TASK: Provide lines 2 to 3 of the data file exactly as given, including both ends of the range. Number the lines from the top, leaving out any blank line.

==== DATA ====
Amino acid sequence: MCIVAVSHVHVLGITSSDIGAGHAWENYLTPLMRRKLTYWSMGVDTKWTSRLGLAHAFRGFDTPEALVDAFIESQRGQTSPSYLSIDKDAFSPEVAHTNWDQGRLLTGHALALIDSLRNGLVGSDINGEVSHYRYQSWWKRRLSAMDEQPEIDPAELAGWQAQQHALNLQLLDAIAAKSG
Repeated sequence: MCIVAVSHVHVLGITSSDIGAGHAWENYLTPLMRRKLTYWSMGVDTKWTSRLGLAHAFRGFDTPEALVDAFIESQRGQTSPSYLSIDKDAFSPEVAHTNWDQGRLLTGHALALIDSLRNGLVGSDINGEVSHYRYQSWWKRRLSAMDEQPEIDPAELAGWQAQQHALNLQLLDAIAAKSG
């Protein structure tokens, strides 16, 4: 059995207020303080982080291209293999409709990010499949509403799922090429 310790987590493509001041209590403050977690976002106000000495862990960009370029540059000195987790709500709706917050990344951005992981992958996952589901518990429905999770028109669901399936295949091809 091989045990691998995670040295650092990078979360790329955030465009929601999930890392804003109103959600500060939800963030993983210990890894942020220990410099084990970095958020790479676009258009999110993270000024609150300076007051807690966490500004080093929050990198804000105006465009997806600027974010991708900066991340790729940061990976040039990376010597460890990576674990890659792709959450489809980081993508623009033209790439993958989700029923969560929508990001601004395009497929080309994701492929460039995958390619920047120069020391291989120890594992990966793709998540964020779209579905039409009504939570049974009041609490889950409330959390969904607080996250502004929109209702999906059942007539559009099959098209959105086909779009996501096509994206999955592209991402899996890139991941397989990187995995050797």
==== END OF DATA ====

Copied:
Repeated sequence: MCIVAVSHVHVLGITSSDIGAGHAWENYLTPLMRRKLTYWSMGVDTKWTSRLGLAHAFRGFDTPEALVDAFIESQRGQTSPSYLSIDKDAFSPEVAHTNWDQGRLLTGHALALIDSLRNGLVGSDINGEVSHYRYQSWWKRRLSAMDEQPEIDPAELAGWQAQQHALNLQLLDAIAAKSG
């Protein structure tokens, strides 16, 4: 059995207020303080982080291209293999409709990010499949509403799922090429 310790987590493509001041209590403050977690976002106000000495862990960009370029540059000195987790709500709706917050990344951005992981992958996952589901518990429905999770028109669901399936295949091809 091989045990691998995670040295650092990078979360790329955030465009929601999930890392804003109103959600500060939800963030993983210990890894942020220990410099084990970095958020790479676009258009999110993270000024609150300076007051807690966490500004080093929050990198804000105006465009997806600027974010991708900066991340790729940061990976040039990376010597460890990576674990890659792709959450489809980081993508623009033209790439993958989700029923969560929508990001601004395009497929080309994701492929460039995958390619920047120069020391291989120890594992990966793709998540964020779209579905039409009504939570049974009041609490889950409330959390969904607080996250502004929109209702999906059942007539559009099959098209959105086909779009996501096509994206999955592209991402899996890139991941397989990187995995050797």